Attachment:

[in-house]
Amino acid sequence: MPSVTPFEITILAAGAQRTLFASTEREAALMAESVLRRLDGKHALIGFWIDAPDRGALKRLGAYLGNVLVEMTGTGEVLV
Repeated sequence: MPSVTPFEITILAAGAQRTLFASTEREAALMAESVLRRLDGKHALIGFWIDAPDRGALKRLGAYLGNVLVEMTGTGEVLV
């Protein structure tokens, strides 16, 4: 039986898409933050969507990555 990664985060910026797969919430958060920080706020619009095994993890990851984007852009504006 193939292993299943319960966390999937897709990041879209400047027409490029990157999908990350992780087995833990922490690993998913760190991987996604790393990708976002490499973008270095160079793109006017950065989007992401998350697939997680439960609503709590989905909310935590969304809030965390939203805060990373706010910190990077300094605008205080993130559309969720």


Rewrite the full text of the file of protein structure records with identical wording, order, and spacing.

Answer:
[in-house]
Amino acid sequence: MPSVTPFEITILAAGAQRTLFASTEREAALMAESVLRRLDGKHALIGFWIDAPDRGALKRLGAYLGNVLVEMTGTGEVLV
Repeated sequence: MPSVTPFEITILAAGAQRTLFASTEREAALMAESVLRRLDGKHALIGFWIDAPDRGALKRLGAYLGNVLVEMTGTGEVLV
């Protein structure tokens, strides 16, 4: 039986898409933050969507990555 990664985060910026797969919430958060920080706020619009095994993890990851984007852009504006 193939292993299943319960966390999937897709990041879209400047027409490029990157999908990350992780087995833990922490690993998913760190991987996604790393990708976002490499973008270095160079793109006017950065989007992401998350697939997680439960609503709590989905909310935590969304809030965390939203805060990373706010910190990077300094605008205080993130559309969720």